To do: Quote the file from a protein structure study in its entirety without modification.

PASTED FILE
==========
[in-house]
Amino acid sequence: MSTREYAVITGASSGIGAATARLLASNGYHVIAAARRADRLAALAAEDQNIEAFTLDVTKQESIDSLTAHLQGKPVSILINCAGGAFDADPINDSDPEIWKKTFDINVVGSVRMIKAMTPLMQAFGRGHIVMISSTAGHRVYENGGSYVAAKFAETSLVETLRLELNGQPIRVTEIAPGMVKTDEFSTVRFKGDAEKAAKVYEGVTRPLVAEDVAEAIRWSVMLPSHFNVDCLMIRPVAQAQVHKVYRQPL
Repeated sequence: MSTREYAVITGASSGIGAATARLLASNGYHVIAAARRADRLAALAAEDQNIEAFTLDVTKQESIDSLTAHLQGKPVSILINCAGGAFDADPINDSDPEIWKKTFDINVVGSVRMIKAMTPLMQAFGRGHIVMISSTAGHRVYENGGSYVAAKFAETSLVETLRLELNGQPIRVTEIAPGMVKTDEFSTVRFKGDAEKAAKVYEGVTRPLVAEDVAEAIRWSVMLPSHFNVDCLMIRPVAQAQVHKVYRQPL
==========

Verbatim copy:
[in-house]
Amino acid sequence: MSTREYAVITGASSGIGAATARLLASNGYHVIAAARRADRLAALAAEDQNIEAFTLDVTKQESIDSLTAHLQGKPVSILINCAGGAFDADPINDSDPEIWKKTFDINVVGSVRMIKAMTPLMQAFGRGHIVMISSTAGHRVYENGGSYVAAKFAETSLVETLRLELNGQPIRVTEIAPGMVKTDEFSTVRFKGDAEKAAKVYEGVTRPLVAEDVAEAIRWSVMLPSHFNVDCLMIRPVAQAQVHKVYRQPL
Repeated sequence: MSTREYAVITGASSGIGAATARLLASNGYHVIAAARRADRLAALAAEDQNIEAFTLDVTKQESIDSLTAHLQGKPVSILINCAGGAFDADPINDSDPEIWKKTFDINVVGSVRMIKAMTPLMQAFGRGHIVMISSTAGHRVYENGGSYVAAKFAETSLVETLRLELNGQPIRVTEIAPGMVKTDEFSTVRFKGDAEKAAKVYEGVTRPLVAEDVAEAIRWSVMLPSHFNVDCLMIRPVAQAQVHKVYRQPL